In class, Tim made a passing remark about (as I remember it) the use of water collection systems in Classic Mayan city/states. Since this civilization is both collapsed and well-researched, I thought it would make an interesting area for attempting a network sketch.
In doing some surface digging, there seems to be a debate about the cause of the Mayan collapse; there are a significant number of people that consider drought to have been a major contributor. Thus, combining climatic change with water collection/storage and population statistics seem to be an interesting area for network investigation. At this point, my focus is going to be on information gathered from Peterson and Haug's "Climate and the Collapse of Maya Civilization" (American Scientist, Jul/Aug 2005), retrieved from the Penrose online search and retrieval system.
Obviously, this will have to be a grossly simplified network simulation. However, a few ideas come immediately to mind:
- Climate simulation will be limited to monthly rainfall amounts (although combining this with temperature - and its effect on water use - is tempting). The min/max range will be user selectable.
- Seasonal variations will be sinewave-based, with a larger "multiyear" variant that will simulate extended drought periods and the ability (or lack thereof) of storage systems to compensate. The period length and percentage of effect will be user selectable.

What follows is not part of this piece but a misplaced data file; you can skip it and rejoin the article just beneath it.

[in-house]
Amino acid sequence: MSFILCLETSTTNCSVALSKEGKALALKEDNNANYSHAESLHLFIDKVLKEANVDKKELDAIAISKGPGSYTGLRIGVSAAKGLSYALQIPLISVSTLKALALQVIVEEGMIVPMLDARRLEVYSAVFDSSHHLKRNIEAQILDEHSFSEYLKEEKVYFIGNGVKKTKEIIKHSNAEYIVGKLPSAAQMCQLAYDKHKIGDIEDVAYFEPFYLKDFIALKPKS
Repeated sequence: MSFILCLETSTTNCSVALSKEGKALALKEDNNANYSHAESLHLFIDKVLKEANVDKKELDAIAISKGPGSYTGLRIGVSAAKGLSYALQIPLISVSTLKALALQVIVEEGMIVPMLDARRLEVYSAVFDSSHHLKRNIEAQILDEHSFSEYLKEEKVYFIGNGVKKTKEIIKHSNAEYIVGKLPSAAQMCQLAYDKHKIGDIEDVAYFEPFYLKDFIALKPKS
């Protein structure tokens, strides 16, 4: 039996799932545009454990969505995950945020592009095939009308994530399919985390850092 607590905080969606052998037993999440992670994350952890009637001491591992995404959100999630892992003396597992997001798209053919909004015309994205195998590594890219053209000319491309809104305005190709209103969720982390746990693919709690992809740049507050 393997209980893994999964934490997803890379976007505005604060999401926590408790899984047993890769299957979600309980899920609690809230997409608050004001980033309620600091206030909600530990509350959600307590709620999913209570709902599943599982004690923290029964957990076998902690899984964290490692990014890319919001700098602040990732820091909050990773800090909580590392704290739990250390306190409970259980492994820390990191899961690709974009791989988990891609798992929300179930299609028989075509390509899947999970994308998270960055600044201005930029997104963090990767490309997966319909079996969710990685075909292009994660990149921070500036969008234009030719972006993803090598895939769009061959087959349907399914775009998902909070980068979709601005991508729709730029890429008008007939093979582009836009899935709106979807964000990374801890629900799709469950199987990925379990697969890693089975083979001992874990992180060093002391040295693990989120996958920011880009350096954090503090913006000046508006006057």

- A variable number of storage systems, along with their storage volumes, will be user input. The amount contained is to act as a buffering agent against drought and seasonal variation.
- The population will have an initial value (in thousand, I'm guessing), along with a variable water usage per-person. This is the hard-line tool for storage depletion.
- Population growth and shrinkage will be based on available water, where birth and death rates will vary based on the availability of water.
A super simplification of climate's effect on a population, but it may produce interesting results. I'm going to do this one in Max, because I think some of the variations will not only produce interesting artifacts (graphs, mostly), but these kinds of variation may provide results that could be used for sonification. Hopefully, I'll have something to post about the results tomorrow!